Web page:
Gongylophis colubrinus, the Egyptian or Kenyan sand boa, is a species of snake in the family Boidae. The species is endemic to Northern and Eastern Africa. There are two subspecies which are recognized as being valid.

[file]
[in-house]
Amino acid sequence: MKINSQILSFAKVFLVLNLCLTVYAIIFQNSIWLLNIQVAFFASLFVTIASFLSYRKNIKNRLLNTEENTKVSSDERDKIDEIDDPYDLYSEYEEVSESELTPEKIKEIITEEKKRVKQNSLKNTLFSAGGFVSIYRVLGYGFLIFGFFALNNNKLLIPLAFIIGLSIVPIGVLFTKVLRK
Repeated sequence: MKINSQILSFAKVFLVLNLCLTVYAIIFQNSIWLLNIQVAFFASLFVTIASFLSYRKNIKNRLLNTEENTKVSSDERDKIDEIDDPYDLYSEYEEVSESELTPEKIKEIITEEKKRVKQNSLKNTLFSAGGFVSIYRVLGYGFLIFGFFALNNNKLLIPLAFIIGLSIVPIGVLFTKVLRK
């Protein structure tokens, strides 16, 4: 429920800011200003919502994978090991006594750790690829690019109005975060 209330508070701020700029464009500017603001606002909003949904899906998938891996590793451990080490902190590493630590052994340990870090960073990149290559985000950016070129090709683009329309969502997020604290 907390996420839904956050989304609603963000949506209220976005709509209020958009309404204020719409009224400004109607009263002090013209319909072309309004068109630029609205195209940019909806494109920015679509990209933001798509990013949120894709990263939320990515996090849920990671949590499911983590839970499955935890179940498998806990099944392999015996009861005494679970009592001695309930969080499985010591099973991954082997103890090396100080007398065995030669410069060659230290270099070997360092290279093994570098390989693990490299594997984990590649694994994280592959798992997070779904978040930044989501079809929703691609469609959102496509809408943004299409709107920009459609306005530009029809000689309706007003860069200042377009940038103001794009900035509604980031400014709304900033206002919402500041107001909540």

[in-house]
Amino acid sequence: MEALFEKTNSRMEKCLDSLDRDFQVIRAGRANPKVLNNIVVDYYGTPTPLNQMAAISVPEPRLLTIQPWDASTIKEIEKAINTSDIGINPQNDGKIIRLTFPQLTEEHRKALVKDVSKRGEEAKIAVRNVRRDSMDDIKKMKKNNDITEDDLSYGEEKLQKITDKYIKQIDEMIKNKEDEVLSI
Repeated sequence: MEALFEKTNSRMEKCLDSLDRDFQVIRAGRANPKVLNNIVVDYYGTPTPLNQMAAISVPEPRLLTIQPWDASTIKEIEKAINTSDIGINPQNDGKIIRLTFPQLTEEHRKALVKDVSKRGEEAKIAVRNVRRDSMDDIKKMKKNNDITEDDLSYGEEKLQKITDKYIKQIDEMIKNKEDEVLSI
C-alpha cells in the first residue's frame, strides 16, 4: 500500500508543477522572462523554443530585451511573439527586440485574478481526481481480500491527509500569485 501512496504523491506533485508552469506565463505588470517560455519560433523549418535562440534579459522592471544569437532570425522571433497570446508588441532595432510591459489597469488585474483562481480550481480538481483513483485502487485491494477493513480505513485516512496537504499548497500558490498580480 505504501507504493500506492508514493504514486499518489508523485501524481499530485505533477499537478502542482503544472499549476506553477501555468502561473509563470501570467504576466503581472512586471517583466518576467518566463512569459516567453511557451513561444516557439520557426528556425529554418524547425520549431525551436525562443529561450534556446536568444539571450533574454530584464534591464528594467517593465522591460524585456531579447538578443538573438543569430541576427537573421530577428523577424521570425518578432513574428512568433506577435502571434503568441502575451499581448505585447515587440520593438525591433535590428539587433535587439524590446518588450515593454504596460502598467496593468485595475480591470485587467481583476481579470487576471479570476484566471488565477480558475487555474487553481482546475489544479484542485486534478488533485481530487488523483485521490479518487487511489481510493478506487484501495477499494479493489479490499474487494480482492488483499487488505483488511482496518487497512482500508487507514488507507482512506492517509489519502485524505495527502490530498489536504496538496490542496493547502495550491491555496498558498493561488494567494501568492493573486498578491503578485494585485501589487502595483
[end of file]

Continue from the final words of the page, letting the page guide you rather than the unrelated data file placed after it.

Adult female specimens of G. colubrinus are rarely more than 91 cm (3 feet) in total length (including tail). The Kenyan sand boa is heavily built with a small head, small eyes, and a short tail. The color pattern may consist of a yellow or orange coloration overlaid with dark brown splotches. The belly is white or cream colored. It is readily available in the pet trade due to its small size, docility and ease of care. In recent years there have been a number of new morphs made available by both commercial and hobby breeders. Some of the more popular morphs available include anerythristic Kenyan sand boas (black and white lacking orange/red simple recessive trait), albino Kenyan sand boas (lacking black pigment simple recessive), snow KSBs (double recessive combination of an anery and albino), stripes (normal colored, anerythristic, albino and snow), hypo/ghost, anerythristic KSBs, paradox albinos (simple recessive), paradox snows (double recessive trait), splash (recessive), paint (recessive) and stripe combinations with any of the listed recessive traits. In addition many line bred traits have been accentuated on the above morphs, such as Nuclears (extreme red), High Whites, Reduced Patterns as examples.